Growing Civic Engagement through 4-H

Service LearningCivic engagement is a broad term that describes the process developing the knowledge, skills, and motivation to improve the quality of life in a community, through either political or non-political processes. Thomas Ehrlich, the author of Civic Engagement and Higher Education, states “a morally and civically responsible individual recognizes himself or herself as a member of a larger social fabric and therefore considers social problems to be at least partly his or her own; such an individual is willing to see the moral and civic dimensions of issues, to make and justify informed moral and civic judgments, and to take action when appropriate.” “Developing youth who take interest in understanding social and community issues is a fundamental philosophy of 4-H. This interest is a learned behavior and is best approached by meeting the youth where they are, rather than club leaders prescribing citizenship opportunities for them,” shares Stacey Ellison, the 4-H Regional Specialized 4-H Agent providing leadership for civic engagement. “To find that out, ask youth what are they interested in? What concerns them about their community? How do they see themselves as part of the solution?” A great resource for helping club leaders facilitate these types of discussions is the 4-H Civic Engagement Guide for Afterschool Clubs.

How do 4-H parents and volunteers know if they are “doing” civic engagement in their club? You know you are on the right track when civic engagement opportunities:

  • Provide meaningful service that directly relates to community or youth needs.
  • Provide supervision by caring adults who have been screening and oriented to their roles.
  • Teach critical skills, such as subject matter knowledge or skills (babysitting, CPR, etc.) and/or life skills like problem solving, leadership, teamwork and life skills
  • Foster youth adult partnerships. Meaningful youth engagement views youth as equal partners with adults in the decision-making process. Programs and activities are developed with youth, rather than for youth. In this kind of equal partnership, both adults and young people need to be fully engaged, open to change in how things are done, and share a unified vision for the partnership.
  • Adults and stakeholders view youth as a resource. Youth programs are strengthened when they involve and engage youth as equal partners, ultimately providing benefits both for the program and for the involved youth. Positive youth development also has its origins in the field of prevention. In the past, prevention efforts typically focused on single problems before they surfaced in youth, such as teen pregnancy, substance abuse and juvenile delinquency.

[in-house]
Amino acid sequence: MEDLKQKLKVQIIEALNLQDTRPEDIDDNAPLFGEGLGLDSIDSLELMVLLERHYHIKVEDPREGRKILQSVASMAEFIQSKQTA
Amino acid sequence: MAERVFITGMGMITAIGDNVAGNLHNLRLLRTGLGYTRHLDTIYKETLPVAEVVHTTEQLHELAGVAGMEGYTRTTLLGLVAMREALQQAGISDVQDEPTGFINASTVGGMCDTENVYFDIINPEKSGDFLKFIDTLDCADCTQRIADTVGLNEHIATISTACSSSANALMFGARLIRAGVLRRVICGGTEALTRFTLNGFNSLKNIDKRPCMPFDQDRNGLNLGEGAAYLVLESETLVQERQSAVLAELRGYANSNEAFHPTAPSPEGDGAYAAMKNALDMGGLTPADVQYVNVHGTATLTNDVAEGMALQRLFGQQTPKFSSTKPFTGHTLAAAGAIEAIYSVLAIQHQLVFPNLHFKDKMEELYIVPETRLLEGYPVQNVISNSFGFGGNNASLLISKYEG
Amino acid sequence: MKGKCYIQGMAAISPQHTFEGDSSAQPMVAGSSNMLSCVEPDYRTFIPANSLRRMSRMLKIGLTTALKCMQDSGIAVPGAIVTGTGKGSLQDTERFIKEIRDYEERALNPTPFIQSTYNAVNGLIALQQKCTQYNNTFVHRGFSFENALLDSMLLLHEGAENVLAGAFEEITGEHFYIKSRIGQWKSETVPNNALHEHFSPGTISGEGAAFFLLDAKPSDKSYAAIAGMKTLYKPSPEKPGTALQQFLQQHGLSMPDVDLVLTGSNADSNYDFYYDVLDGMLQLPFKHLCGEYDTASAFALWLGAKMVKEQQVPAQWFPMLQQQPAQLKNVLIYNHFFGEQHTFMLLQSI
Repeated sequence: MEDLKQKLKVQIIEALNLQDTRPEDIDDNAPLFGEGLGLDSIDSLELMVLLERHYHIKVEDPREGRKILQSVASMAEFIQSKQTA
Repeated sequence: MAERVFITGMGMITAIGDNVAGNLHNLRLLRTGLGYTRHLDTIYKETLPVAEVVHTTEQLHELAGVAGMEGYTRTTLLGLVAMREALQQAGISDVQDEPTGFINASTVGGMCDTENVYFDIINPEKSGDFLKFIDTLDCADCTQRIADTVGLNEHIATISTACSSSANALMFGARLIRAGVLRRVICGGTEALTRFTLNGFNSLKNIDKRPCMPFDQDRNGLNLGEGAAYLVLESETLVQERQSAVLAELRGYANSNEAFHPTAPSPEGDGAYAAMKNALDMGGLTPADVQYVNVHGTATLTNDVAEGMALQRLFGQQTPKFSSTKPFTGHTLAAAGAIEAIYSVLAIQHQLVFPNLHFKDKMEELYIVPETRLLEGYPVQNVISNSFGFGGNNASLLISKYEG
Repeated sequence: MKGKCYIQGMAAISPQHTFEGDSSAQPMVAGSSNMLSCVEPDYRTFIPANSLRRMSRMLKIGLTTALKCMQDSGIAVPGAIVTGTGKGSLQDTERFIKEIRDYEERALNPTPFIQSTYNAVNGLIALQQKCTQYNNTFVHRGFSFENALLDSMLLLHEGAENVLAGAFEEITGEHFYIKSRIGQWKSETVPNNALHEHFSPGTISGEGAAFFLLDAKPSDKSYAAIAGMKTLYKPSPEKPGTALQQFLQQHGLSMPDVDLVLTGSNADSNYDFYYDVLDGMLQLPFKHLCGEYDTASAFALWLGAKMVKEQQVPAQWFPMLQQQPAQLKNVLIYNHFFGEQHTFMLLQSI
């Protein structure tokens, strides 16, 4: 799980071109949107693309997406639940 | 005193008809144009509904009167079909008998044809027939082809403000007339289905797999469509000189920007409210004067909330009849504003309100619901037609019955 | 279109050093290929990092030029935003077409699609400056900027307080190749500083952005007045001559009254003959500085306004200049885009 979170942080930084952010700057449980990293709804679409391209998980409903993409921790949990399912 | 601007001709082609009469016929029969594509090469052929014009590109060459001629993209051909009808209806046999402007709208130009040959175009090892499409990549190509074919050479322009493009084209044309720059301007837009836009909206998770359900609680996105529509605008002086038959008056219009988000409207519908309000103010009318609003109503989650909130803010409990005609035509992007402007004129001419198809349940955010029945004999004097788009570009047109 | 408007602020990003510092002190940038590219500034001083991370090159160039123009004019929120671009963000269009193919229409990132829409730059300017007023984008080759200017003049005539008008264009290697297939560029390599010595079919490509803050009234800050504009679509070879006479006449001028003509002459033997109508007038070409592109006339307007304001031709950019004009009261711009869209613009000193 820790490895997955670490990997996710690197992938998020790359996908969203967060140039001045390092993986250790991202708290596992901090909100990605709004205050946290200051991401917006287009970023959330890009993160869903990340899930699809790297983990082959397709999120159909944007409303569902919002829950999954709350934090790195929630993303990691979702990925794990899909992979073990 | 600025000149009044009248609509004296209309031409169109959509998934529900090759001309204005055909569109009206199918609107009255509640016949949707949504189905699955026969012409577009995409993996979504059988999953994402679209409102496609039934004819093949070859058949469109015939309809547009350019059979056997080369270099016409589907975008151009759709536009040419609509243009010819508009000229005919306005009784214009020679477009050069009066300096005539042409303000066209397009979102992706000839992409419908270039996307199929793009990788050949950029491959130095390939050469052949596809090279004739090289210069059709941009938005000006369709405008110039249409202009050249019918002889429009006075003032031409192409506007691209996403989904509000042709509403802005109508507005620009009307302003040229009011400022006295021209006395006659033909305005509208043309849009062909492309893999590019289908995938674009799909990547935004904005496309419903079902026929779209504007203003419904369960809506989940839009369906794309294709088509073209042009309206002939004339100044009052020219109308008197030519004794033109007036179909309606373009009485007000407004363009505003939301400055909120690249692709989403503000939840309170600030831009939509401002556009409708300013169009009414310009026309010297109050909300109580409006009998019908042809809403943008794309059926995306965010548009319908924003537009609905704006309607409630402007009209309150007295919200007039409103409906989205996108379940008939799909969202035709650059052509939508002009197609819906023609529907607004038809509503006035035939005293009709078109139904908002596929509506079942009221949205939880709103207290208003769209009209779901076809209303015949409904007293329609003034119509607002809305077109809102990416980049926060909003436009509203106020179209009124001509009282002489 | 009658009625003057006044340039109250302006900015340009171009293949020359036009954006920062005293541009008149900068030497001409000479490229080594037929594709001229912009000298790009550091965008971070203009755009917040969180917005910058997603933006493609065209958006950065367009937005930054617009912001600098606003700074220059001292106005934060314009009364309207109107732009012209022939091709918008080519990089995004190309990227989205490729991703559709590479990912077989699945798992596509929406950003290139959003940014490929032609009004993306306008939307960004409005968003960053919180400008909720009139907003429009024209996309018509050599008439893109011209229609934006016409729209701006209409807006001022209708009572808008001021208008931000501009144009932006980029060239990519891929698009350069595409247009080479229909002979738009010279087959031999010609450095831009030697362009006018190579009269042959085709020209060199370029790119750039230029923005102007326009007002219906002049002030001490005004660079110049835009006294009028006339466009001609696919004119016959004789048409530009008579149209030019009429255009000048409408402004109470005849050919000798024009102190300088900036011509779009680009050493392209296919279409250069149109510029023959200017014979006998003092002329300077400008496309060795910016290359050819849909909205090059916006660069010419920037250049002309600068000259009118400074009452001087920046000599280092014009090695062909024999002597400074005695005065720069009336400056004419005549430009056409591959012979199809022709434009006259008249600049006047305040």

• Celebrate success and recognize youth (ex: 4-H Awards & Recognition Programs, 4-H program awards, ribbons, plaques, etc.)

Youth can provide added energy, ideas, and value to organizations through youth volunteering efforts. Stacey shares one of the easiest ways for clubs to get involved and have an impact in not only their community, but statewide: “One of our biggest impacts in Florida 4-H has been through our annual state service projects. While clubs across the state undoubtedly have tremendous local success in various projects, the state project seeks to join the efforts of all Florida 4-Hers to benefit one particular cause. With more than 230,000 4-H members working towards the same cause- we can make tremendous impact on the state of Florida! This year’s state 4-H service project is, “Clothing the World.” This is a project selected by the youth members of our Florida 4-H Executive Board State Project committee. The youth saw a need to provide for one of the most basic needs of people around the world- clothing. Clubs are encouraged to conduct their own clothes drives and volunteer with like-purposed charitable organizations to benefit their local communities.”

Civic engagement is major factor in 4-H positive youth development. The Tufts Study on Positive Youth Development found that compared to their peers, 4-H’ers are:four times more likely to make contributions to their communities and two times more likely to be civically active. If you would like to help Florida 4-H grow the next generation of civically engaged young adults, consider becoming a volunteer. Visit or contact your local UF IFAS County Extension Office for more information.

Resources:, (EDIS Publication #AEC392 – Learning by Doing: Utilizing Service-Learning Projects),,



Posted: October 16, 2015

Category: 4-H & Youth
Tags: Citizenship And Leadership, Civic Engagement, Leadership, Panhandle 4-H, Service Learning, Youth Adult Partnerships

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